Cult of Mac Watch Store is proud to feature a growing and evolving collection of the best Apple Watch bands and accessories on the market. And, we’re excited to announce the latest addition to our curated collection of Apple Watch bands: Las Vegas-based Carterjett.

The result of this creative collaboration is Carterjett’s collection of well-made, great looking Apple Watch bands well-suited for sweat and outdoor activity yet stylish enough to take you into the evening. Best yet, these Apple Watch bands are easy on the wallet.

How to keep using Time Machine without AirPort or Time Capsule

By

flux-capacitor
This is what makes Time Machine backups possible.
Photo: Morgan Sherwood/Flickr CC

Apple’s AirPort routers introduced one game-changing new feature to the world: easy backups. Time Machine is Apple’s automatic backup utility, and it made backups easy enough for non-nerds to use regularly.

The easiest way to use it was to buy a Time Capsule, a wireless AirPort router with a hard drive built in. Before Time Capsule, nobody backed up. After Time Capsule, anyone could keep hourly, daily and weekly backups without even thinking about it. But now that Apple has stopped making Time Capsule, and AirPort routers in general, how do you keep using Time Machine?

How to master Split View on the Mac

By

Split View on the Mac
This is how they did Split View on the olden days.
Photo: Charlie Sorrel/Cult of Mac

Split view on the iPad is amazing. Two apps, side-by-side, open up all kinds of neat shortcuts. You can drag text, links, and pictures from Safari into notes apps, emails, Pages documents and so on. The Mac is less in need of such a mode, because screens are bigger, and you can already place two windows side-by-side, but on a little MacBook, where every 1/64th inch counts, Split View is a great feature. Here’s how to use it.

How to change your iPhone passcode so the cops can’t hack it

By

iPhone passcode
A strong passcode is the next-best thing to keeping your iPhone in a safe.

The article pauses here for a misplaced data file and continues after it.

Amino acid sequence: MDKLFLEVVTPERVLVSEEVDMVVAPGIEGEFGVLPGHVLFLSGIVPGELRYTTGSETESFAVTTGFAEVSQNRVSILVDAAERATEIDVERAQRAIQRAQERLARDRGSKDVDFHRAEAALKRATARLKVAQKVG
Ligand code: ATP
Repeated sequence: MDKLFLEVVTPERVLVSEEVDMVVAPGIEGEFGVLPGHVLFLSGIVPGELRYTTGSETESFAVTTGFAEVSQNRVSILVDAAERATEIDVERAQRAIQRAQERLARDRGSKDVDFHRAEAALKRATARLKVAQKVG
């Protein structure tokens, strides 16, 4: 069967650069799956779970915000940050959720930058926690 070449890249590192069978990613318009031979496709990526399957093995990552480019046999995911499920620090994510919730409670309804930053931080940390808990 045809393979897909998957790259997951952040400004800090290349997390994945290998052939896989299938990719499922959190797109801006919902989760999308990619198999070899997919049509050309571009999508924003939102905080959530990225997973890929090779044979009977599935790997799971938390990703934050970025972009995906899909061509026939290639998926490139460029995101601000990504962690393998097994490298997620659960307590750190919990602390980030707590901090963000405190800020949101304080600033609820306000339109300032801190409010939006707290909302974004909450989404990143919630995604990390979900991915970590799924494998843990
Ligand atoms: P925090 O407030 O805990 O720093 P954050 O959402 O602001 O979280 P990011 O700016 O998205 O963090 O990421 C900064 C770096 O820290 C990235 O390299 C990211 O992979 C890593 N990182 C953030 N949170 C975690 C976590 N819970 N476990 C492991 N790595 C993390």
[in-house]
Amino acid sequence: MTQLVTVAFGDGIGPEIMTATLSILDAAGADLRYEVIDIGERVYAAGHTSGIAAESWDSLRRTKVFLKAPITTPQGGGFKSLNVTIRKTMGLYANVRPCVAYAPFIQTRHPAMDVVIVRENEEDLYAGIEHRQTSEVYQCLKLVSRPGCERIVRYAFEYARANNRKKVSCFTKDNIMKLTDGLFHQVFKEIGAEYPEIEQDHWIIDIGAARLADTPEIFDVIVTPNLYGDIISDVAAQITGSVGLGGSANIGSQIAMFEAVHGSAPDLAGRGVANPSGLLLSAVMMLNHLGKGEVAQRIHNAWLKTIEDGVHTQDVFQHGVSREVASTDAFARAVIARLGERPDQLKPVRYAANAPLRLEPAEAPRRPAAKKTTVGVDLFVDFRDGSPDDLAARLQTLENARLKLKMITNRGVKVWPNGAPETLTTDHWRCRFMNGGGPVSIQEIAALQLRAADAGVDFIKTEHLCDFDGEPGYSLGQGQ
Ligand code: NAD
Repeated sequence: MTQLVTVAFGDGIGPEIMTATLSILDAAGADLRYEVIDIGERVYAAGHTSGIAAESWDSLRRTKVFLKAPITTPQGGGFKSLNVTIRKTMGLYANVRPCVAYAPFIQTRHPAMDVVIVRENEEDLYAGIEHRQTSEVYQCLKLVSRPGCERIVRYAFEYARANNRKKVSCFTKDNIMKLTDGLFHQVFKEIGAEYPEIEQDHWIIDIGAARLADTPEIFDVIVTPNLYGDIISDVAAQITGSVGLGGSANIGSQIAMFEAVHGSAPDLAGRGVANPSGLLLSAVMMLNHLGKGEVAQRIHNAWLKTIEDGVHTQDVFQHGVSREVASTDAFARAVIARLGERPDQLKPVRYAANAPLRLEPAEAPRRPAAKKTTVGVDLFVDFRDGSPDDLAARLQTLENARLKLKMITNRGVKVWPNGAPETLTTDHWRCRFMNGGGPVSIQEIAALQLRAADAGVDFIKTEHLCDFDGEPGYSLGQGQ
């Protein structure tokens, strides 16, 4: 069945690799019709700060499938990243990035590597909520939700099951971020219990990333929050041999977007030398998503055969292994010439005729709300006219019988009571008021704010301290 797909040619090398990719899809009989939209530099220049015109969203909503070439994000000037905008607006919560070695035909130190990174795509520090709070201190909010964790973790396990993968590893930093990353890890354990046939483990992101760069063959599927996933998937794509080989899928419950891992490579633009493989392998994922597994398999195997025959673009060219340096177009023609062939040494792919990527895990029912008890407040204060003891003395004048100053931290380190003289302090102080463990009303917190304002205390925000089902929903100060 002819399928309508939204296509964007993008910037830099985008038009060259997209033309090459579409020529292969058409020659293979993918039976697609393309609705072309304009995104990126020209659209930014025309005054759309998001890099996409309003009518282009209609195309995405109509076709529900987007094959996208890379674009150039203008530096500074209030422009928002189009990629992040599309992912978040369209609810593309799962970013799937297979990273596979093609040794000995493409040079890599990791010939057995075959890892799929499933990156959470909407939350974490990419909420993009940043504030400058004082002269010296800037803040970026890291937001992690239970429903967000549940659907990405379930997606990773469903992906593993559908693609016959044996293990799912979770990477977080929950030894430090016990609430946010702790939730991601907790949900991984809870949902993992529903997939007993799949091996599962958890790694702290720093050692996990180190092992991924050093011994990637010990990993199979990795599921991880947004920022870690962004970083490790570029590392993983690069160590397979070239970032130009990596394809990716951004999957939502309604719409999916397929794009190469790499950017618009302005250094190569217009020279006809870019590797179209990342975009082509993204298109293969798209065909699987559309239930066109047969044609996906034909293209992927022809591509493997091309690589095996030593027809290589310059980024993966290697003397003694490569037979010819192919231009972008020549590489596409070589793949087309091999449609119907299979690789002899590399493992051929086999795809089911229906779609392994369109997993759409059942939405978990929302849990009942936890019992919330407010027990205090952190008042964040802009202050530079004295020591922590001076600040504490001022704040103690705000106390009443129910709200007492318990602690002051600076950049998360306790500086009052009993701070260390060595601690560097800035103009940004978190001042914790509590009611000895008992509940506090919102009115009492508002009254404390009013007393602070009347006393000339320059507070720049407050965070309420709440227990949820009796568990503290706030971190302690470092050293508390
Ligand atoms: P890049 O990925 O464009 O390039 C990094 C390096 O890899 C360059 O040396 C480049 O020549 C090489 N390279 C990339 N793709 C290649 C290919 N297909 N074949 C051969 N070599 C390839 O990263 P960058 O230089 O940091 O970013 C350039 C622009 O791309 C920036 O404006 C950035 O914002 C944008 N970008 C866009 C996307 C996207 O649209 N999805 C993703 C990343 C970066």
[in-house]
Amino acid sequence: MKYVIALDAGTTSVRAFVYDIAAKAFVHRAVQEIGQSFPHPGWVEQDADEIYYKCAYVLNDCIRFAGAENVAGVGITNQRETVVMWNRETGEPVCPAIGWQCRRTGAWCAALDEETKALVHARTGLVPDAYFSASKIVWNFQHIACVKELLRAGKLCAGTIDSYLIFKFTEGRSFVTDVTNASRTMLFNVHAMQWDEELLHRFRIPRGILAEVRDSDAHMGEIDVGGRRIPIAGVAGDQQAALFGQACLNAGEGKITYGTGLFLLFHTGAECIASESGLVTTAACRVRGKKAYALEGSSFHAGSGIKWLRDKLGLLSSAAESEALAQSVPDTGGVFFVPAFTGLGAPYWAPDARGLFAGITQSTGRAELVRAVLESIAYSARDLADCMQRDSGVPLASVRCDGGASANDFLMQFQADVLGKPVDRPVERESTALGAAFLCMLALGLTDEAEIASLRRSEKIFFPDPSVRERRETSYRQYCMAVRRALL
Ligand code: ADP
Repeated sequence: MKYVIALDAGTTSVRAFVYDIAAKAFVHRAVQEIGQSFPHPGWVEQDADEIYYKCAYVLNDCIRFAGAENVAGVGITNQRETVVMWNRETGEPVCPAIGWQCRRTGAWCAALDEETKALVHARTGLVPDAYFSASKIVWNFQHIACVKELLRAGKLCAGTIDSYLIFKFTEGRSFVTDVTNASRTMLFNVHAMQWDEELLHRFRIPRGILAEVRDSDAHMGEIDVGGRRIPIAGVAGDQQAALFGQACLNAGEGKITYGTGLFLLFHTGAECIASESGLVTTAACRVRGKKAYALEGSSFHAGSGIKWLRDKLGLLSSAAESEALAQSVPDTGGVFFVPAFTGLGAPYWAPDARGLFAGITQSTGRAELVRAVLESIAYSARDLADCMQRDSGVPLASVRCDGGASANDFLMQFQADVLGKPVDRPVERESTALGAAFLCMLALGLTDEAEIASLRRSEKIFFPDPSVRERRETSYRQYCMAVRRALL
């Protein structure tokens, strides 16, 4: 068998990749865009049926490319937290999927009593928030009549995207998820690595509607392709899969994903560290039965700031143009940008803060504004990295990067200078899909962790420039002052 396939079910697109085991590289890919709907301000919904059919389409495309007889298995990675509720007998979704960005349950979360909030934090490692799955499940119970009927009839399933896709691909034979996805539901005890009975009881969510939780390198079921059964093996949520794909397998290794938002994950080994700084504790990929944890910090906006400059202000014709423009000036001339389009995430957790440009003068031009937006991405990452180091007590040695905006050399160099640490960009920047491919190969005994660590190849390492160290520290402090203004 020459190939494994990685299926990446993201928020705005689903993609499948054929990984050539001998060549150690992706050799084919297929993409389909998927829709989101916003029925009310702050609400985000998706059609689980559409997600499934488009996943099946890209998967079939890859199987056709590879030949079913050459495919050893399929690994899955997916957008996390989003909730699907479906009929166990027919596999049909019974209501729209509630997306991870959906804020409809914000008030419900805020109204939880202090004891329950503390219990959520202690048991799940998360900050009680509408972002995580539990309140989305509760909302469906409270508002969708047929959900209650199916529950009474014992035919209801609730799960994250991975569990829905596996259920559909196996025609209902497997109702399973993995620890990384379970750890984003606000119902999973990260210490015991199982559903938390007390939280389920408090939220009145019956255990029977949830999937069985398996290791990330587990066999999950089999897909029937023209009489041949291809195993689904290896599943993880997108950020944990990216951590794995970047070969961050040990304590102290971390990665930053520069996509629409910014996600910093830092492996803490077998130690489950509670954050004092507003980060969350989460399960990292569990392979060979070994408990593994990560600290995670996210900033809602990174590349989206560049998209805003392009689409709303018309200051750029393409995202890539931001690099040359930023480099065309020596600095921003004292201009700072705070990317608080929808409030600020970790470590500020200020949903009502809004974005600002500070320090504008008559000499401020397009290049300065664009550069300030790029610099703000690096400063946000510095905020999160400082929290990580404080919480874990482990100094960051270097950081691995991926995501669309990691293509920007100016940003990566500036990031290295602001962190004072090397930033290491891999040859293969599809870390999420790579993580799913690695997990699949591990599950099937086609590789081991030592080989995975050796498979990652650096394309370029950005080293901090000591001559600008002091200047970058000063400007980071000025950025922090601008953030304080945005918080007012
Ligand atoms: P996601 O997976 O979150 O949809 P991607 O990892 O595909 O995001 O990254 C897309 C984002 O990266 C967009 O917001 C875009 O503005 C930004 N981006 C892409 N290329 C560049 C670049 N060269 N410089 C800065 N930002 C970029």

Photo: Rob Pongsajapan/FlickrCC

It’s time to stop using that useless 6-digit passcode on your iPhone. Now that cops around the U.S. are going crazy for the GrayKey, a little box that can crack your iPhone’s passcode in hours, it has become clear that the iPhone’s regular six-digit numerical code is no longer secure. And now these boxes are available, it won’t be long before they’re in the hands of the bad guys, too, if they’re not already.

The good news is, it’s super easy to change your passcode to something a lot better. The bad news? There isn’t any, unless you have the cops trying to break into your iPhone, in which case you’ve got plenty of bad news already.

How to add a stack of recent documents to your Mac’s Dock

By

recent documents stack
Like a tidy stack of documents, right in your Dock.
Photo: Charlie Sorrel/Cult of Mac

Left to its own devices, the Dock on your Mac is little more than a list of running apps, plus a trash can. You probably already know that you can force apps to stick around in the Dock for quick-launching, and that you can drag any folder to the Dock and just click it to see inside. But did you know that you can add special folders that show you your recent documents, applications, your favorite items, and more?

The recent documents folder is worth the price of this tip alone (which is $0 BTW), because it keeps track of all your recently-used documents, anywhere on your Mac, and gathers them into one place. If you’re the kind of person who has a desktop cluttered with pretty much all your documents, then fast access to that file you were using one moment ago — and you swear it was right here, oh God where has it gone — is a lifesaver.

Here’s how to add it.